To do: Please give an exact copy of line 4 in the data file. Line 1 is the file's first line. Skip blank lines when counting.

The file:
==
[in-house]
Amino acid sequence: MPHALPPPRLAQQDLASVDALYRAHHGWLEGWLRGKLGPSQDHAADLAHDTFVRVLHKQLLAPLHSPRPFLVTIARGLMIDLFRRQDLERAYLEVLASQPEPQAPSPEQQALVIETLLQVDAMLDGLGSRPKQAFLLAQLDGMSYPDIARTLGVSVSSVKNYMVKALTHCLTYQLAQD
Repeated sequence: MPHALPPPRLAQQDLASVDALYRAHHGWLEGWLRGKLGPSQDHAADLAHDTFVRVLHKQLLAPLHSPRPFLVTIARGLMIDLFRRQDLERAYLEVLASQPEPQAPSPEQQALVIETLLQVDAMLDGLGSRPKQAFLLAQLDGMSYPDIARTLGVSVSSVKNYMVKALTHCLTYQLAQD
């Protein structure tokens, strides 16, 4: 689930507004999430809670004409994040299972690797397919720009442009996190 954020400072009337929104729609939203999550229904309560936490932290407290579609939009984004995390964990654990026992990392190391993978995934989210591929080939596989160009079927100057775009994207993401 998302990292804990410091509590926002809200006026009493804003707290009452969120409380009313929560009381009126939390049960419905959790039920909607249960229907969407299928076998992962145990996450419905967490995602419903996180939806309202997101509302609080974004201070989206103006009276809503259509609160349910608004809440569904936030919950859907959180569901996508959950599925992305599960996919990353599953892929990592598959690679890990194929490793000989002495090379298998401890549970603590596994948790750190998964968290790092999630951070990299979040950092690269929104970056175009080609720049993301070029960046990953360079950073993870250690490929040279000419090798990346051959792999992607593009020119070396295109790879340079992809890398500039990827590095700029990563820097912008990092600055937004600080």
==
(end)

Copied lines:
């Protein structure tokens, strides 16, 4: 689930507004999430809670004409994040299972690797397919720009442009996190 954020400072009337929104729609939203999550229904309560936490932290407290579609939009984004995390964990654990026992990392190391993978995934989210591929080939596989160009079927100057775009994207993401 998302990292804990410091509590926002809200006026009493804003707290009452969120409380009313929560009381009126939390049960419905959790039920909607249960229907969407299928076998992962145990996450419905967490995602419903996180939806309202997101509302609080974004201070989206103006009276809503259509609160349910608004809440569904936030919950859907959180569901996508959950599925992305599960996919990353599953892929990592598959690679890990194929490793000989002495090379298998401890549970603590596994948790750190998964968290790092999630951070990299979040950092690269929104970056175009080609720049993301070029960046990953360079950073993870250690490929040279000419090798990346051959792999992607593009020119070396295109790879340079992809890398500039990827590095700029990563820097912008990092600055937004600080």